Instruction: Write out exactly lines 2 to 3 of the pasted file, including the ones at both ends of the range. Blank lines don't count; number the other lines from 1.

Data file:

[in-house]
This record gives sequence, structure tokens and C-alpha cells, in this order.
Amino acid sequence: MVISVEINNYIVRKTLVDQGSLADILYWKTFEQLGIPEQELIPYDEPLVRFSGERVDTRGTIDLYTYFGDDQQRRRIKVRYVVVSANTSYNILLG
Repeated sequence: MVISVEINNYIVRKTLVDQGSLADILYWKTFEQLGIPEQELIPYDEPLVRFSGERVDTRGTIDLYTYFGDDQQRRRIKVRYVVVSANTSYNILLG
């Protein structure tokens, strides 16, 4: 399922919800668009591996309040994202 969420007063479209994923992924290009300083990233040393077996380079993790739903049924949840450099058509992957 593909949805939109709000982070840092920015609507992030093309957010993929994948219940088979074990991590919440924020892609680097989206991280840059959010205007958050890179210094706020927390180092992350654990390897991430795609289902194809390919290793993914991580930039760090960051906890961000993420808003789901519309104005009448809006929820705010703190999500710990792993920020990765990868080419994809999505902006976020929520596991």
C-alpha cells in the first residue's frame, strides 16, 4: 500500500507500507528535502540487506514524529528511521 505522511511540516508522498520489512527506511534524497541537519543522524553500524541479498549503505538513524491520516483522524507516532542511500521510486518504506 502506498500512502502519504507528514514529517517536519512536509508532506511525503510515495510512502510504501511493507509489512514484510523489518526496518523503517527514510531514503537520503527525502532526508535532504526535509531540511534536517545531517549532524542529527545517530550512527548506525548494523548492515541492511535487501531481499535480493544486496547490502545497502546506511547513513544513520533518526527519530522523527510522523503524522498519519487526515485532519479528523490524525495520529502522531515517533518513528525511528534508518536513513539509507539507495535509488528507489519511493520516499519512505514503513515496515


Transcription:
This record gives sequence, structure tokens and C-alpha cells, in this order.
Amino acid sequence: MVISVEINNYIVRKTLVDQGSLADILYWKTFEQLGIPEQELIPYDEPLVRFSGERVDTRGTIDLYTYFGDDQQRRRIKVRYVVVSANTSYNILLG